The world needs to invest $1.8 trillion into tackling climate change to prevent spending over $7 trillion in cleaning up devastations in the future.
Bill Gates, the founder of Microsoft, Ban Ki-Moon, former Secretary-General of the United Nations and Christalina Georgieva, Chief Executive Officer of the World Bank, said in a new report.
The three leaders are part of 34 other political, business and science top shots, who came together to form the Global Commission on Adaptation, according to the BBC.
"Climate change doesn't respect borders," the BBC quoted Ki-Moon as saying.
"It's an international problem that can only be solved with co-operation and collaboration, across borders and worldwide. It is becoming increasingly clear that in many parts of the world, our climate has already changed and we need to adapt to it."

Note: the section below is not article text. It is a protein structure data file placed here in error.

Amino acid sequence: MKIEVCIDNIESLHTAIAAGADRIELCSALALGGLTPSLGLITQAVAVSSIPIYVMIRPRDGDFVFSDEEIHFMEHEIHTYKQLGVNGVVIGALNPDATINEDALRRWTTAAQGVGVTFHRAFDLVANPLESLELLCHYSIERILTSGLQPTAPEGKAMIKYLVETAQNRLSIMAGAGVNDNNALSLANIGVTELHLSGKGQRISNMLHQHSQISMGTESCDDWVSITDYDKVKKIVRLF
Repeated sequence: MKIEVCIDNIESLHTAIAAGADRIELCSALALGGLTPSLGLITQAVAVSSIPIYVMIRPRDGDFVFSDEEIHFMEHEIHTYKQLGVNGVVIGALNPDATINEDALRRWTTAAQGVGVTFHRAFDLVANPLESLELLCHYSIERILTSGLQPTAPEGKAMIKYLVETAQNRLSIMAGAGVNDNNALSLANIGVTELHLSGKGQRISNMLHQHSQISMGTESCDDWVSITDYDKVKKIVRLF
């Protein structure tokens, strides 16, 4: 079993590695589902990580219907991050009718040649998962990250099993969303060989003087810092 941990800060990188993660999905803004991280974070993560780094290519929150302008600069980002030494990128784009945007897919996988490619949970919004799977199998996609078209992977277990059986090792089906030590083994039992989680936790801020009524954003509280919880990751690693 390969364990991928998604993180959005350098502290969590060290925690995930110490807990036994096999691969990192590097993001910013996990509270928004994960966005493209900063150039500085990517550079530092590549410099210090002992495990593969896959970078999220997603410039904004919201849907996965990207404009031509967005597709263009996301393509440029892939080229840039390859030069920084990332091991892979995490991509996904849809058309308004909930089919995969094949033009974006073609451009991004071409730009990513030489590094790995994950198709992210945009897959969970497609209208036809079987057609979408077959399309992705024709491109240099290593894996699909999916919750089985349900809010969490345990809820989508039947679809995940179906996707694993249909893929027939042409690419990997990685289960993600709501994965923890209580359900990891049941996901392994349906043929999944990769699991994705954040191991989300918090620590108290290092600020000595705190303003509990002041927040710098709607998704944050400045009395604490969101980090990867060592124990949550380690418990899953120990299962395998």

The global cost-benefit analysis published by the commission, calls on developed economies who are responsible for much of the world’s warming, as well as the underdeveloped economies who will be most hit, to adapt five strategies, towards mitigating the impacts of the changing climate.
The report noted that countries who are list responsible for the shrinking Arctic Circle and the irregular weather patterns are the most affected.
This, the researcher said, made reversing the losses suffered by harsh weather conditions, a ‘human imperative.’
The five strategies include warning systems, climate adaptive infrastructure, drought-resistant crops, protective mangroves and efficient water management.
The report noted that simple apps that help fishermen and women detect changes in the weather could save lives.
It said infrastructures like roads, bridges, and buildings, should also be constructed to adapt to weather conditions. The report also advised that crops that are resistant to drought are needed in desert regions like Nigeria’s north-west and east territories.
It also cautioned against the clearing of mangroves in riverine areas, saying they help to protect the community against storms and flood.
The most notable point made by the commission, however, is the need to not waste water in a climate-shifting world.
Gates and friends will begin canvassing for the adaptation of its report at a United Nations climate change conference at the end of the month.